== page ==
You don’t have to answer pests. I get it – there’s that person at a club who ought to be dancing who won’t leave you alone. I’m not talking about any of them; that’s fine to refuse them. And if your Facebook page or Instagram inbox is overflowing with requests, I get that, too. Don’t stress; you’re free to ignore them.
But don’t sell yourself short. Come on. What DJ has ever only made a mark only based on picking obscure secret weapons? You’re a good DJ (or you’re not, but then you really shouldn’t be arguing here). It’s about mixing and placement and edits and adjustment and reading the crowd and the narrative of the evening and the moment and … are you seriously arguing you’re giving away something if you tell someone the name of a track you liked? I’m sorry, I’m still mystified as to why I’m even having to write this, but here we are.
That said …
These tracks aren’t yours to protect. Okay, apart from if you made the track yourself, in which case this resistance is exceedingly weird, what the Hell are you doing? Someone made a track that you played and someone loves it. Don’t you owe it to the person who made that track to give them credit? And speaking of which –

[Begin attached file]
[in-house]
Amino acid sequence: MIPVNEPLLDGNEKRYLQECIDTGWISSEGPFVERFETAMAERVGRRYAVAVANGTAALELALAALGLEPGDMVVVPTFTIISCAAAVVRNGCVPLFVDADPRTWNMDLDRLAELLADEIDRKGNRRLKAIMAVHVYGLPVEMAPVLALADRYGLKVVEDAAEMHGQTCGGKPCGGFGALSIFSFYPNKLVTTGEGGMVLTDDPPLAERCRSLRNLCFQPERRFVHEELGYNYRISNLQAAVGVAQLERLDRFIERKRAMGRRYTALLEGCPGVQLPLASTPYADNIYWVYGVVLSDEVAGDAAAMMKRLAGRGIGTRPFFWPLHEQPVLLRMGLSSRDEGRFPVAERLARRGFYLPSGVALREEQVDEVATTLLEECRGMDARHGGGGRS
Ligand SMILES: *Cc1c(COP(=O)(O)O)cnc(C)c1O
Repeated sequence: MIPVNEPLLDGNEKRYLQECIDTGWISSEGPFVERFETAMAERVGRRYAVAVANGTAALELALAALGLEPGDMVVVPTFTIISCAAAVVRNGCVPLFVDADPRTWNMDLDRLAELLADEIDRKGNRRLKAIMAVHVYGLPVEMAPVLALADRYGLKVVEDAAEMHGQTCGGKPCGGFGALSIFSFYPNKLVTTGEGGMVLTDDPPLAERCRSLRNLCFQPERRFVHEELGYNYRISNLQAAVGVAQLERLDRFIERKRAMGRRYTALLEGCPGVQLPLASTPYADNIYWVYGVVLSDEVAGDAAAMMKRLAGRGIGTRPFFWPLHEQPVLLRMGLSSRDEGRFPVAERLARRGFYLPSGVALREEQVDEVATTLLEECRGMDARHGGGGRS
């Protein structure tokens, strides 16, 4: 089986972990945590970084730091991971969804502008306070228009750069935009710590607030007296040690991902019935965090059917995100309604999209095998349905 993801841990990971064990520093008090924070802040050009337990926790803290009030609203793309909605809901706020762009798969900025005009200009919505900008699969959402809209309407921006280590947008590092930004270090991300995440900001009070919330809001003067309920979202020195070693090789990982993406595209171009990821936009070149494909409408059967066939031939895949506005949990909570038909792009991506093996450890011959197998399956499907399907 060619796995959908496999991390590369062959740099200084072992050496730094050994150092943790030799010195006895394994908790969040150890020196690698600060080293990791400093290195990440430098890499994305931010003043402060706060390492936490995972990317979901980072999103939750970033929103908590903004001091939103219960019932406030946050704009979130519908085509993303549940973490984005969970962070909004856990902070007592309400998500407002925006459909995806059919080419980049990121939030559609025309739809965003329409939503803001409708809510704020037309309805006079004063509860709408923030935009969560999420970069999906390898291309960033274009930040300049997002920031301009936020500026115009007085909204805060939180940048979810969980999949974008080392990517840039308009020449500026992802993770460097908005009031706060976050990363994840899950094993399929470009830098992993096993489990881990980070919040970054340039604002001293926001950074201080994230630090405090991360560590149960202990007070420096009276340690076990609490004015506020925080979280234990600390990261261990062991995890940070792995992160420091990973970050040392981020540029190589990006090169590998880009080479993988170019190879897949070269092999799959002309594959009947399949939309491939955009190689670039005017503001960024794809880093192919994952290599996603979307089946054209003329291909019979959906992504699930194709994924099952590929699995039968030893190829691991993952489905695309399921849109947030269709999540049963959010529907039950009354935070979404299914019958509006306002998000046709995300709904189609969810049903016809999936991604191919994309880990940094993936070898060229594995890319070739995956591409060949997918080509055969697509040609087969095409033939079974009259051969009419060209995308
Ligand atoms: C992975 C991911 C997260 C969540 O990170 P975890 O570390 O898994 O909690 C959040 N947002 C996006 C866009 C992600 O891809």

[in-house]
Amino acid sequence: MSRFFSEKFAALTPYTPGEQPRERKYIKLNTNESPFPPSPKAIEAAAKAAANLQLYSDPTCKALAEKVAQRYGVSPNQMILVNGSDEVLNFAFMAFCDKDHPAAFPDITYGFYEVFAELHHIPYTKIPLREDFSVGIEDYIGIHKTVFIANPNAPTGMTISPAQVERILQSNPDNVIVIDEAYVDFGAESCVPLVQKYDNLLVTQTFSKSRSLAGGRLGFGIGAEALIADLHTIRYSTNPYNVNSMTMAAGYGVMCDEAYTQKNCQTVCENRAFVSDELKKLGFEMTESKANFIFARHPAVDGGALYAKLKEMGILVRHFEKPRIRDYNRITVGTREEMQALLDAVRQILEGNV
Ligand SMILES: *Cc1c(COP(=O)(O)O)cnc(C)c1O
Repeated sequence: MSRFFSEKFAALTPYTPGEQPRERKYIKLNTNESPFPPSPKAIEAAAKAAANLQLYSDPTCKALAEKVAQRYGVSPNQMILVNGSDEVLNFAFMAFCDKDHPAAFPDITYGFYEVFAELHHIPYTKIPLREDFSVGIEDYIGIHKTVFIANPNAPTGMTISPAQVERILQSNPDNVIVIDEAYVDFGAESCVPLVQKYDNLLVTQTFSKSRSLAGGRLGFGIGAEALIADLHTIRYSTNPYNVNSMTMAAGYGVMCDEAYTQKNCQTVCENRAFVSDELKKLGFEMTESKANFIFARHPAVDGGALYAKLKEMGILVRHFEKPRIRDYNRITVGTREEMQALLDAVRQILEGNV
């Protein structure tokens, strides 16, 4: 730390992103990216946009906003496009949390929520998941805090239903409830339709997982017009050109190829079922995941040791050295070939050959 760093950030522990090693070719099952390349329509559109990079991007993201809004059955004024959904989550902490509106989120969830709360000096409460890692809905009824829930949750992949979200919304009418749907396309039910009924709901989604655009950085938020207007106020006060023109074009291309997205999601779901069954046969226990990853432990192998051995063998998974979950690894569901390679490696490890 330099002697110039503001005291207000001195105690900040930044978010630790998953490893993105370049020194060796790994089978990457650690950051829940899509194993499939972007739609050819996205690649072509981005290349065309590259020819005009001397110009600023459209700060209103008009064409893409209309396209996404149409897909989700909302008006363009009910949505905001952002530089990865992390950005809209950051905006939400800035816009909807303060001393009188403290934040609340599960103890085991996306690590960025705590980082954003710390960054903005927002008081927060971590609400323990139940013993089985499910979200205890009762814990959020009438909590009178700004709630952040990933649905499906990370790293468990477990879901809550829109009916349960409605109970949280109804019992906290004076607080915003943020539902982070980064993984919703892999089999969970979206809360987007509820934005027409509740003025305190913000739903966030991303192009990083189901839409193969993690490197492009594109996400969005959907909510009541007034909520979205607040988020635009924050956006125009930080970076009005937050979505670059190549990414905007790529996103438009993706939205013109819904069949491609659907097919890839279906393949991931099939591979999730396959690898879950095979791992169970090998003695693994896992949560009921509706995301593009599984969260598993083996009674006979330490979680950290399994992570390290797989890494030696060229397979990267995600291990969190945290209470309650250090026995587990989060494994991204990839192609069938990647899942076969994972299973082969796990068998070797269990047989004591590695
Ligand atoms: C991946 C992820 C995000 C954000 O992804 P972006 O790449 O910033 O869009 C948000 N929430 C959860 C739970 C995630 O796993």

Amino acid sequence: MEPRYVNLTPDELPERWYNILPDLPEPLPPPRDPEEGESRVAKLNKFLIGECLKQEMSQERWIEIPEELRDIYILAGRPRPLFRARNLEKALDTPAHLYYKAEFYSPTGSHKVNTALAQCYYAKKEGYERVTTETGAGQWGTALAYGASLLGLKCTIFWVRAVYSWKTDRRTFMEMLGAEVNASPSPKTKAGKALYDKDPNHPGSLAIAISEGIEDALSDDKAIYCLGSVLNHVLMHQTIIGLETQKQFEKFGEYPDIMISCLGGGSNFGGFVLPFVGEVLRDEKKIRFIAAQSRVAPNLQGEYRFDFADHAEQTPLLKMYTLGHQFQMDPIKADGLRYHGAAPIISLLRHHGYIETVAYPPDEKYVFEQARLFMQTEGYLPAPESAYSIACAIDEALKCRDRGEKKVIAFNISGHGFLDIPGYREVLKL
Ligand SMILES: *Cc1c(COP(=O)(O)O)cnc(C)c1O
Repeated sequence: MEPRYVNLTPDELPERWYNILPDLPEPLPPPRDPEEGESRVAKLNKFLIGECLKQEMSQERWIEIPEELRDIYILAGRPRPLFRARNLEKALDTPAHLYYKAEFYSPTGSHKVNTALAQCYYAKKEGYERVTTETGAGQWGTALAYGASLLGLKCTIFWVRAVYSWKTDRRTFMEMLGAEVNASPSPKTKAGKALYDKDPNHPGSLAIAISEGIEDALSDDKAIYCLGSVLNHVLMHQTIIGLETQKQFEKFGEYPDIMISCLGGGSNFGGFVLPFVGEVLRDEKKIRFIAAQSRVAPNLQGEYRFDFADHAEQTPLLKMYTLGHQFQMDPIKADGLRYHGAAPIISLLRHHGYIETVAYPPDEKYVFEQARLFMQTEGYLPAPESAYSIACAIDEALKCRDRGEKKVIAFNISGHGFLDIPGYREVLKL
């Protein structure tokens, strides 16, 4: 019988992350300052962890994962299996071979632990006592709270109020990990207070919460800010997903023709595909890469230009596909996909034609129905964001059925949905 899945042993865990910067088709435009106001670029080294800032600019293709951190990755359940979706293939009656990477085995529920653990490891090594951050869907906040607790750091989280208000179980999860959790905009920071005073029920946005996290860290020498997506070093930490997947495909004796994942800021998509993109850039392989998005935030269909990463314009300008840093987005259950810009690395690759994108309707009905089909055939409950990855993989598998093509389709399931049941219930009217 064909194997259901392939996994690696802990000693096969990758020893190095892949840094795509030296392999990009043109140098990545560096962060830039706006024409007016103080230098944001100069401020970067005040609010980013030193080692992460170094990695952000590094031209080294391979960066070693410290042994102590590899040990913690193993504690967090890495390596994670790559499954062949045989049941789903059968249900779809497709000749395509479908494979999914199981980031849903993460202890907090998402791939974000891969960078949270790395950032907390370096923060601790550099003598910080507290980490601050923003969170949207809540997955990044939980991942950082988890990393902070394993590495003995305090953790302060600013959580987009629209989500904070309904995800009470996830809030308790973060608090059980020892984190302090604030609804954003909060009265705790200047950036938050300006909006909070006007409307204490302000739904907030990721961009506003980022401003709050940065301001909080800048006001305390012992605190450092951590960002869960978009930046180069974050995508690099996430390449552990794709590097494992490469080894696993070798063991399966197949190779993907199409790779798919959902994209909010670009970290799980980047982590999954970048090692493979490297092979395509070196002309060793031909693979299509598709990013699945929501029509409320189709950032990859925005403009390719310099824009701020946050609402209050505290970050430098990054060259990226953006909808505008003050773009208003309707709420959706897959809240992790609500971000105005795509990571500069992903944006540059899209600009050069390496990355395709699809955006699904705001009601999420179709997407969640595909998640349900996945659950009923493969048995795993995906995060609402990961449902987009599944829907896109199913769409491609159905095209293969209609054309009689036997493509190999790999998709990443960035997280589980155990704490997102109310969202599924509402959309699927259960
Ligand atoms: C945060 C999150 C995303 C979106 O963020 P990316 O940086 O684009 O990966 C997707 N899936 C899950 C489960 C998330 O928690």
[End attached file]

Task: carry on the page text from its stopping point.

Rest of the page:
Encouraging people to buy music is great. I found it especially odd that DJs were complaining about people going and buying $2 downloads. Uh… that’s not normally something labels and artists are opposed to having happen more often.
But you know, even apart from that:
We’re lucky to share our passion with other people, right? I talked to Noncompliant who talked about enjoying showing people record sleeves back in the day. Hell, I’ve had the most fun in the booth when people do ask me for IDs or I wind up striking up a conversation with a friend who’s playing. Sometimes those tracks are rare; sometimes they’re totally obvious but still lovable.